sixty years since." That novel—"Waverley"—was
published anonymously just five years before 1819,
and, we need not say, proved an era in literature.
The sixty years behind him to which Walter Scott—
a man of forty-three—looked over his shoulder,
carried him as far back as the landing of Prince
Charlie in Moidart, and the brief romantic campaign
of the '45, with the Jacobite songs which
embalmed it and kept it fresh in Scotch memories.
The wounds dealt at Waterloo still throbbed and
burnt on occasions in 1819. Many a scarred
veteran and limping subaltern continued the heroes
of remote towns and villages, or starred it at Bath
or Tunbridge. The warlike fever, which had so long
raged in the country, even when ruined
manufacturers and starving mechanics werepraying for peace or leading bread-riots, had but
partially abated; because whatever wrong to trade,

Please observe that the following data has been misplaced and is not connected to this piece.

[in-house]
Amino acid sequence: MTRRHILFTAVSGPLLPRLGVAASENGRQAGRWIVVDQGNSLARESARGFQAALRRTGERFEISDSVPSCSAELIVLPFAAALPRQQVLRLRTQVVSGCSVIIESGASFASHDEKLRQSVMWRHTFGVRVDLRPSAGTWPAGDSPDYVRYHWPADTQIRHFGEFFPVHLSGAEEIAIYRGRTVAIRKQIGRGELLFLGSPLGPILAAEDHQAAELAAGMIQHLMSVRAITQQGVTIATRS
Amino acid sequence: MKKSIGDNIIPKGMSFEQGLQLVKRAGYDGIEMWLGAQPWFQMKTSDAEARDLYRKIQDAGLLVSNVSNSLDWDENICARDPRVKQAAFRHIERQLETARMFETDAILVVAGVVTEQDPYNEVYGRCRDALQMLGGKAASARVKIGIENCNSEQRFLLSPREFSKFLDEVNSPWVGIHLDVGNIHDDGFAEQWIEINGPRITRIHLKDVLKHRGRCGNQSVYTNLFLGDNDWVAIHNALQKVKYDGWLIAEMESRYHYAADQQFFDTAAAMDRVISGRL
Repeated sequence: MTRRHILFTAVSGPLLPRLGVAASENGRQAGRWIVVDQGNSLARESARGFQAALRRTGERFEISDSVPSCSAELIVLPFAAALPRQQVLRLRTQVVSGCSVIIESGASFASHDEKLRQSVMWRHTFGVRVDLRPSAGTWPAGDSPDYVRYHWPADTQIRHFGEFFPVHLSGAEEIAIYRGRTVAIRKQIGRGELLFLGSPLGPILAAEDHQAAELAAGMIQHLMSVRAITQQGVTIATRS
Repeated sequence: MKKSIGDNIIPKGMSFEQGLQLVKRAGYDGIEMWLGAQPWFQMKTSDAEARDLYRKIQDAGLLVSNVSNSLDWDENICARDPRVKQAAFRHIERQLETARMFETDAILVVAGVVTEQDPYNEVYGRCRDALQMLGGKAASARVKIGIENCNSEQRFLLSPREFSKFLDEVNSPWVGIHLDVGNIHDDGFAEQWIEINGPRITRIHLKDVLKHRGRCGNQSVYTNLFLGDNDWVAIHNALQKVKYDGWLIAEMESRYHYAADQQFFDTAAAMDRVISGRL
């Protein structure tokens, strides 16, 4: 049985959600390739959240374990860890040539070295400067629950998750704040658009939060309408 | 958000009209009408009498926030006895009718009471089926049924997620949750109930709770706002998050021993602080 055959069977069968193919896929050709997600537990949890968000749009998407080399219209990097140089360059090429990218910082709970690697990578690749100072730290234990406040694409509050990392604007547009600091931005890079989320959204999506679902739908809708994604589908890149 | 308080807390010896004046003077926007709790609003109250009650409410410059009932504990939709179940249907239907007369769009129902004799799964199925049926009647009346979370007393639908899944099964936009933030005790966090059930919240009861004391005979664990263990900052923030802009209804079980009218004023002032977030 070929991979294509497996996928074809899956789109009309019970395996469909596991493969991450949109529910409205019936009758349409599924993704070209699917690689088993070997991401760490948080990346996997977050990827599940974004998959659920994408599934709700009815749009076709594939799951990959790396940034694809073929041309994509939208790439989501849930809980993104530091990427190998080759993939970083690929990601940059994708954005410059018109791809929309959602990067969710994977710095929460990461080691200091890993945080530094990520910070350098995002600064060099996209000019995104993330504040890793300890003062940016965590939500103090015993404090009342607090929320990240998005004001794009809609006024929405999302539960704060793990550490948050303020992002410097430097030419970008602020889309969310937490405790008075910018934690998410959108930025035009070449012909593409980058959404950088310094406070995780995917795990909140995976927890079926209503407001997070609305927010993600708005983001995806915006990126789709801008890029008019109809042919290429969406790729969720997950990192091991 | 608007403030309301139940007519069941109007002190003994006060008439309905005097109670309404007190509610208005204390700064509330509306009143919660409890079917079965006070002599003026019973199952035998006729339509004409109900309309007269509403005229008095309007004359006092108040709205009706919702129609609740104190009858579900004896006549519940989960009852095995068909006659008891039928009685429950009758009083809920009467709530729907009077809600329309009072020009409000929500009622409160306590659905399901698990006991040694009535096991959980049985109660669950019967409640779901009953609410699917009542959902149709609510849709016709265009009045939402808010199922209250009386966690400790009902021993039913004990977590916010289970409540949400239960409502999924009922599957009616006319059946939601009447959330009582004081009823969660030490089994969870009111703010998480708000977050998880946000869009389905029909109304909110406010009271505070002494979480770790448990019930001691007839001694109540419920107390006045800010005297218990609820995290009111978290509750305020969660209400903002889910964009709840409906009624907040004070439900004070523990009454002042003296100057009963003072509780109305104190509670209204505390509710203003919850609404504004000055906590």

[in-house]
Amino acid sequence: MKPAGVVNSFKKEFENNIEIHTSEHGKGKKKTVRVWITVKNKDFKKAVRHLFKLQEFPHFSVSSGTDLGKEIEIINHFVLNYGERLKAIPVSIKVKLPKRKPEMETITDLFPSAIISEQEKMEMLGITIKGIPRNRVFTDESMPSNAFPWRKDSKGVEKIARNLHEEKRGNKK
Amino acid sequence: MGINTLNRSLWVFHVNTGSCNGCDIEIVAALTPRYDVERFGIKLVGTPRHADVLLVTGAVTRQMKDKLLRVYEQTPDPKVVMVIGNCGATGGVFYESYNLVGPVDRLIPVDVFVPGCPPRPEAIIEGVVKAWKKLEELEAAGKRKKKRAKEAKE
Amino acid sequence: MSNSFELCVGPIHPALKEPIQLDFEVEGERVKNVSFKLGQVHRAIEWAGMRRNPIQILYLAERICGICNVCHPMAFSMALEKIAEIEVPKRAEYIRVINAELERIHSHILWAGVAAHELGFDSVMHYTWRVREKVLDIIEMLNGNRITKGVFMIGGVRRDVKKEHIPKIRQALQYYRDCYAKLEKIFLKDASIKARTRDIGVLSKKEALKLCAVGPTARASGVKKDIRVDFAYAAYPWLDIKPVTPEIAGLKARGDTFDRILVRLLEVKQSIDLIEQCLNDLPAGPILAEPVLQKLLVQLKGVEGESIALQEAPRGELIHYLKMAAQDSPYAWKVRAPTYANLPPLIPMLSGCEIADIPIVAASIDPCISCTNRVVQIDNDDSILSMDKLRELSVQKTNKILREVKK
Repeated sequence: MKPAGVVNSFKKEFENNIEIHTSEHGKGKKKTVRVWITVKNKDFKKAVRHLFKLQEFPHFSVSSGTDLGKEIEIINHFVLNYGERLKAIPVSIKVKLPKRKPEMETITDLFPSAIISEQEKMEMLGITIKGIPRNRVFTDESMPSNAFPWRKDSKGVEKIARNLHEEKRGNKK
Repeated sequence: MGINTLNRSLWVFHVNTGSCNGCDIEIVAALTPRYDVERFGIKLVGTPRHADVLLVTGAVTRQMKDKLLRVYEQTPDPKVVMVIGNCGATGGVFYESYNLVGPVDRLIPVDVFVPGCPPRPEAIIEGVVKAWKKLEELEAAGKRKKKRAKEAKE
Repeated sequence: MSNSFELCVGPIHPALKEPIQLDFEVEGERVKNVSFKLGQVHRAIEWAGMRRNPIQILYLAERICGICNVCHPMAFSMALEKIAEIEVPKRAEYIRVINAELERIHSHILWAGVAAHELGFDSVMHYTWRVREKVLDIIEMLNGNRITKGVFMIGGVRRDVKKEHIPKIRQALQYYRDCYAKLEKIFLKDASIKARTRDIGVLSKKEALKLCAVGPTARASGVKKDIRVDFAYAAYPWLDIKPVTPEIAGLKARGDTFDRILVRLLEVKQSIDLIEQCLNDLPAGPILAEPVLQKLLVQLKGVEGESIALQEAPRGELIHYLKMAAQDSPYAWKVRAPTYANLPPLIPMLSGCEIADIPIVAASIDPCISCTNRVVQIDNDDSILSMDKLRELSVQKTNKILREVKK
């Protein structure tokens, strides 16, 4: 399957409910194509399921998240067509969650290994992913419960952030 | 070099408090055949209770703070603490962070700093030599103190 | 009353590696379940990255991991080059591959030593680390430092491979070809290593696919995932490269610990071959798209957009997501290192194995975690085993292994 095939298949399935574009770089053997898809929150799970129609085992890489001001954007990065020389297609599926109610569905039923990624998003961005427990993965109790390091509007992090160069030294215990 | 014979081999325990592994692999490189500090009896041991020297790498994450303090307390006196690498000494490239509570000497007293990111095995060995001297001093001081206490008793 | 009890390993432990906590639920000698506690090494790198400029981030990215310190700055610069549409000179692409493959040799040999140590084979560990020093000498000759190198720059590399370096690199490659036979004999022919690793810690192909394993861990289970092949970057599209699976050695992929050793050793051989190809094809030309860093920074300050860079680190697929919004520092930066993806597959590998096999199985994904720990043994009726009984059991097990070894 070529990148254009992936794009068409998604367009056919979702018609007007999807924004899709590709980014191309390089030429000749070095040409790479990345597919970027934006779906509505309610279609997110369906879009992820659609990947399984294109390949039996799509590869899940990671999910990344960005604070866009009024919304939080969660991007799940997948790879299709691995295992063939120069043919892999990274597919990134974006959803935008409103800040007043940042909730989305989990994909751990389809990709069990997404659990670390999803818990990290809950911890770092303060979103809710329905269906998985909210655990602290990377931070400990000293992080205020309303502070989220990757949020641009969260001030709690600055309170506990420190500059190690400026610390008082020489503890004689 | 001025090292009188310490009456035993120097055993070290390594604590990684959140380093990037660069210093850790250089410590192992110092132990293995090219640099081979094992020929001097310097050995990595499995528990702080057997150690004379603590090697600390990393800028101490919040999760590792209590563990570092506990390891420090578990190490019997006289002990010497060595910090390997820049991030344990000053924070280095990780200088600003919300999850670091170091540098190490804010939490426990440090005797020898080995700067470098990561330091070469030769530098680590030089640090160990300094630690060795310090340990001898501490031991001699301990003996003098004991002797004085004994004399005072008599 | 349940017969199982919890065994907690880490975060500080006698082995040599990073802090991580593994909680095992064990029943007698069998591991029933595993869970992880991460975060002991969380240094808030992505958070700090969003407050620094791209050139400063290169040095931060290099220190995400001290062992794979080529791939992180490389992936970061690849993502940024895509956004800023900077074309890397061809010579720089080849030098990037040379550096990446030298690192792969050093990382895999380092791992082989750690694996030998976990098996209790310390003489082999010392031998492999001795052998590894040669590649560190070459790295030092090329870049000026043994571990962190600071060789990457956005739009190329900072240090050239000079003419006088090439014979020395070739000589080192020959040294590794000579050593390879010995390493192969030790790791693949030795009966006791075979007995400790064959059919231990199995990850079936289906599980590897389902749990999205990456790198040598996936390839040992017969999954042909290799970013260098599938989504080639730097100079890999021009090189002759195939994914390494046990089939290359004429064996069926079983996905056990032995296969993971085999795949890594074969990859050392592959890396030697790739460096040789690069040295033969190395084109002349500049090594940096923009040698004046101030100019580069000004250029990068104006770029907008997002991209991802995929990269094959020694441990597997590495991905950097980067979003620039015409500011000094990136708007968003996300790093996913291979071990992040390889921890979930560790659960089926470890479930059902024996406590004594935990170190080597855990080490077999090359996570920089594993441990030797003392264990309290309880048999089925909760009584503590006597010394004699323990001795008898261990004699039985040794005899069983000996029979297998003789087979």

and misery to the poor, closed ports and war
prices might have meant, the people still depended
upon their armed defenders, and in the hardest
adversity found the heart to share their triumphs,
to illuminate cities, light bonfires, cheer lustily, and
not grudge parliamentary grants to the country's
protectors. The "Eagle" was caged on his rock in
the ocean, to eat his heart out in less than half-a-
dozen years. Still there was no saying what might
happen, and the sight of a red coat and a sword
remained cheering—especially to soft hearts.
The commercial world was slowly recovering from
its dire distress, but its weavers and mechanics
were blazing up into fierce, futile struggle with the
powers by which masses of the people believed
themselves oppressed. If the men of war had no
longer anything to do abroad, there was great fear
that work might be found for them at home. All
Europe was looking on in the expectation that
England was about to follow the example of
France, and indulge in a revolution on its own
account—not bloodless this time.
Rarely since the wars of the Commonwealth had
high treason been so much in men's mouths as it
was in Great Britain during this and the following
year. Sedition smouldered and burst into flame—
not in one place alone, but at every point of the
compass. The mischief was not confined to a
single class; it prevailed mostly among the starving
operatives, but it also fired minds of quite another